Then on 30 April, Day 4 of Report Stage, Viscount Hailsham proposed the following amendment (number 49), to precede clause 9 of the EU (Withdrawal) Bill.  It passed with 335 votes for and 244 votes against, resulting in the adoption of the following text:

Parliamentary approval of the outcome of negotiations with the European Union

(5) Her Majesty’s Government must follow any direction in relation to the negotiations under Article 50(2) of the Treaty on European Union which has been— (a) approved by a resolution of the House of Commons, and (b) subject to the consideration of a motion in the House of Lords.

If they are adopted by the Commons, these amendments mean that the Government will then need to account to Parliament for its position in the Brexit negotiations. They could also mean that the Government may need to change its negotiating position in light of Parliamentary instruction.

Domestically, the significance of these proposed amendments cannot be understated.  They propose restructuring the relationship between the Government and Parliament in international relations. Historically, all international negotiations have been the sole arena of the executive under the royal prerogative. Through these amendments, Parliament could make clear that it wishes to steer the directions of these negotiations, not unlike how the European Parliament carries out its information and veto functions vis-à-vis the Council and the Commission in EU international relations. This would set a precedent significantly expanding the role Parliament currently has in relation to treaties, as set up by the Constitutional Reform and Governance Act 2010.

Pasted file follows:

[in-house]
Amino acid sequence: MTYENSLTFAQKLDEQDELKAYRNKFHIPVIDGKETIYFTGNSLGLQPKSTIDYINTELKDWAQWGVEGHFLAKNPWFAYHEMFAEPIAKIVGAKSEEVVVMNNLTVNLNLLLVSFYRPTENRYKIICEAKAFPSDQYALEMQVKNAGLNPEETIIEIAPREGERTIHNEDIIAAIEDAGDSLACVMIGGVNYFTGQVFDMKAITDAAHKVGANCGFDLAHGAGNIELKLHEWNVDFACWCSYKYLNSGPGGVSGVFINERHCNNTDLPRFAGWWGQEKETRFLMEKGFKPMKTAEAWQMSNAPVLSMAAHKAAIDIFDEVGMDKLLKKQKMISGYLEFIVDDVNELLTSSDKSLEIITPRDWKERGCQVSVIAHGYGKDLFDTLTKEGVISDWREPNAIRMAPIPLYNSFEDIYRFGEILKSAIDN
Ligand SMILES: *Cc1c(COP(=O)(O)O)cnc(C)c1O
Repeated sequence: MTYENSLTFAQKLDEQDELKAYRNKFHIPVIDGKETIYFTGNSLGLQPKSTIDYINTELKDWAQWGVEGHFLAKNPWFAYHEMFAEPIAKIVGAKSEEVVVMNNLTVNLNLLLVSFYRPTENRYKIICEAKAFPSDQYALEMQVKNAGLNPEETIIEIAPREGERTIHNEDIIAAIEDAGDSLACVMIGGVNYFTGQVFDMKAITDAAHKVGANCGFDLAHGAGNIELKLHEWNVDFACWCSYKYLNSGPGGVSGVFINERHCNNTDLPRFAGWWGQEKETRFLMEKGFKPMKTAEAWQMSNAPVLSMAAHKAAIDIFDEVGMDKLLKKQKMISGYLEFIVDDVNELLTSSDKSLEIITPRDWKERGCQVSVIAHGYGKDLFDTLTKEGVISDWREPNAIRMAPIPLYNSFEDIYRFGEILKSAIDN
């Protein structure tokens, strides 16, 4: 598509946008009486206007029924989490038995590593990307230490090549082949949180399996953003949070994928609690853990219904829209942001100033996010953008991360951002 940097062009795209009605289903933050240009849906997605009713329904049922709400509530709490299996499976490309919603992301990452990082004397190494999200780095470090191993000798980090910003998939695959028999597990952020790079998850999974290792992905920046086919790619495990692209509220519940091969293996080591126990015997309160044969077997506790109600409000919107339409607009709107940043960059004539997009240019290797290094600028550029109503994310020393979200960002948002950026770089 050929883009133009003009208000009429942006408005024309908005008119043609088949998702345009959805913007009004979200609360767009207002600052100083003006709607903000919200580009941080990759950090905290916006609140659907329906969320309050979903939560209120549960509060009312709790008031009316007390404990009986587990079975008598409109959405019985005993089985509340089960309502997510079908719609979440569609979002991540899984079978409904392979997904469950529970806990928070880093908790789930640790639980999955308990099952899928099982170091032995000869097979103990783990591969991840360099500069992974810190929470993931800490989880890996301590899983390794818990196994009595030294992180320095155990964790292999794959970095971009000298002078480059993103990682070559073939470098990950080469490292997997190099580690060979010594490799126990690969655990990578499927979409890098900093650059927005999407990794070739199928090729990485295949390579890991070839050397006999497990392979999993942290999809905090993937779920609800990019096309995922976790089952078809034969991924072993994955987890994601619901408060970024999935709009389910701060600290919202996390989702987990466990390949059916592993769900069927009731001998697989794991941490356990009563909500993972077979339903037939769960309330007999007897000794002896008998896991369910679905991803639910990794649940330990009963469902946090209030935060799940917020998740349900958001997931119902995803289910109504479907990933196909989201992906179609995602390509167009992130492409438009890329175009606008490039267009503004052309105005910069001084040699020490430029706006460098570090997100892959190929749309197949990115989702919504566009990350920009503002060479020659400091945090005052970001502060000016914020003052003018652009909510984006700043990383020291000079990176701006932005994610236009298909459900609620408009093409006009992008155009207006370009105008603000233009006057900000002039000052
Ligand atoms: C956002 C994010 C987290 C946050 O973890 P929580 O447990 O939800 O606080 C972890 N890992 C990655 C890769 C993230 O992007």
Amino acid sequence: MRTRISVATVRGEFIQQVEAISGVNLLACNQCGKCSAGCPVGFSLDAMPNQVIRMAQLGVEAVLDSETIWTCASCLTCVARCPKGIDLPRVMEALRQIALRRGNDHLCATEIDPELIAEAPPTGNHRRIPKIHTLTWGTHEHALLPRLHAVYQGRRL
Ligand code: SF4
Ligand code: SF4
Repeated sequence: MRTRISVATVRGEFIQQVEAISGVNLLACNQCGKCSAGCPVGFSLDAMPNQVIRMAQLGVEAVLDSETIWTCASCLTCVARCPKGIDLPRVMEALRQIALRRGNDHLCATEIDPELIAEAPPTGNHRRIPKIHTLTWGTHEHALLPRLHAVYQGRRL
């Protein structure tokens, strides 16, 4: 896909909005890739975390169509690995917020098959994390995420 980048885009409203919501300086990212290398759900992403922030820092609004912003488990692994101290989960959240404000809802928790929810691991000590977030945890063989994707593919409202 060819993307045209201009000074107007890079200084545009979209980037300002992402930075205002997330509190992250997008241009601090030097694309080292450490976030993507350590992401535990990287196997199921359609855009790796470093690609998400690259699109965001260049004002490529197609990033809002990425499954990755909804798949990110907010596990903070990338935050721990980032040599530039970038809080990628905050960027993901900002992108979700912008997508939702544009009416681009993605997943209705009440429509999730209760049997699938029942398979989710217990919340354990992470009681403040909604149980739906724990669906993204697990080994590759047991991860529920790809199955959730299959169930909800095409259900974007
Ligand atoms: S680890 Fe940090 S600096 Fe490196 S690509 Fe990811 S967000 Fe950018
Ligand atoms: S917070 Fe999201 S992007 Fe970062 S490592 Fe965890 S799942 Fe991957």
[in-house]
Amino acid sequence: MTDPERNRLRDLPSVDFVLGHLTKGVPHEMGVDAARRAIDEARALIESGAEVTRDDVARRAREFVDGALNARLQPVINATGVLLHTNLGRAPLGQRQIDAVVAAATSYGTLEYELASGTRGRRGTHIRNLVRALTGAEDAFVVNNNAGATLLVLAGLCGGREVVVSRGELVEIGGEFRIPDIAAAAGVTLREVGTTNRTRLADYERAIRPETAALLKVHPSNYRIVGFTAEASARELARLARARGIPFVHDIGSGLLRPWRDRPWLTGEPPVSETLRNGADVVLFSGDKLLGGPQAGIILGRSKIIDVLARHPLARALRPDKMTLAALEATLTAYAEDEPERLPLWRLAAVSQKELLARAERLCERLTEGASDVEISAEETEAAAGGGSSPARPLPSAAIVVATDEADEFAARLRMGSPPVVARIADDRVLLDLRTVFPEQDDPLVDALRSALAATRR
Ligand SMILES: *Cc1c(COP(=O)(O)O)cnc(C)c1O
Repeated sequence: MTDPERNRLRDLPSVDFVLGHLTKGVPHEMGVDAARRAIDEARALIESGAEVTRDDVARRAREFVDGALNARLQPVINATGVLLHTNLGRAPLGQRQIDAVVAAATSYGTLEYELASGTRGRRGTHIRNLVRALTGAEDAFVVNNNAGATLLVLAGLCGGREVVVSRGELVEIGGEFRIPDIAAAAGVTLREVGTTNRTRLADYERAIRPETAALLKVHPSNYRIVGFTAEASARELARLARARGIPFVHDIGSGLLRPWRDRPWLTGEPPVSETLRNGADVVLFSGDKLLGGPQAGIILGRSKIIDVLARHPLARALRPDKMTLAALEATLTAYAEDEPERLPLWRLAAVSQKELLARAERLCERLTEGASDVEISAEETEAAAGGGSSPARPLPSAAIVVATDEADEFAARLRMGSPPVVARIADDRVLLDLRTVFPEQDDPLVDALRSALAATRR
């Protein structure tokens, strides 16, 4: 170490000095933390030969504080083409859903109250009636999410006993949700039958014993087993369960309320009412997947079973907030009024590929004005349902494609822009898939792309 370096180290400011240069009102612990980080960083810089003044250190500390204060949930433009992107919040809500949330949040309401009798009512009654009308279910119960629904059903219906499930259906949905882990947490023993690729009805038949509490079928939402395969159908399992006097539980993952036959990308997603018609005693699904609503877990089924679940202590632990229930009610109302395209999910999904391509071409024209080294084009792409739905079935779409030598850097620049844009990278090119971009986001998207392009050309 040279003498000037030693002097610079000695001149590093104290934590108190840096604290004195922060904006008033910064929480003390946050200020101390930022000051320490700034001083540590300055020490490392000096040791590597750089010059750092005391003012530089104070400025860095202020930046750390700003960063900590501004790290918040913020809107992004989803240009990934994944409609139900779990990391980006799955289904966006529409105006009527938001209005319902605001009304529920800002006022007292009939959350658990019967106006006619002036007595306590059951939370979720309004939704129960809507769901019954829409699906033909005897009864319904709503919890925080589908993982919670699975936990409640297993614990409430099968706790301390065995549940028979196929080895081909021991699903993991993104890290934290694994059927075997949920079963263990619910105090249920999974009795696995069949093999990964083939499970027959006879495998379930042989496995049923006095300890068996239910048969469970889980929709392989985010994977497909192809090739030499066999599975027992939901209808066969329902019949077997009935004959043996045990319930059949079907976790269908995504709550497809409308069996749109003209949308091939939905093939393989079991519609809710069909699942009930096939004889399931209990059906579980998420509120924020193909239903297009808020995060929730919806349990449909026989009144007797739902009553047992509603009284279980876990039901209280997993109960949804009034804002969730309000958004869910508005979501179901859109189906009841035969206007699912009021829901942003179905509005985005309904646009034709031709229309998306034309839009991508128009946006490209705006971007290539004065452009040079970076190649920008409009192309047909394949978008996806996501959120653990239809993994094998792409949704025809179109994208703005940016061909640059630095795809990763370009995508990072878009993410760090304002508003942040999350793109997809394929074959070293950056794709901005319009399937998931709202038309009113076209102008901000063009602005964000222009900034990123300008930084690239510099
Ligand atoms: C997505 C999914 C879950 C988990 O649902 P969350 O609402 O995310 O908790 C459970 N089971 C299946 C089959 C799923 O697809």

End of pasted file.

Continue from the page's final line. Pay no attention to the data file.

Effect of the Parliamentary vote

The EU’s Role

The overall impact of these amendments is not solely dependent on their adoption by the House of Commons. Parliament can in principle instruct the Government to pursue certain ends in the negotiations via these amendments, and the pressure created by such instructions could have an effect on the EU’s willingness to accommodate those ends.

However, reports that these amendments ‘effectively take… No Deal off table’ and that Parliament is now forcing the Government to ‘negotiate a deal which keeps Britain in the customs union’ are somewhat misleading: while Parliamentary pressure to pursue a particular outcome is likely to work as leverage in negotiations with the EU, the EU’s negotiating position is not dictated by the UK Parliament.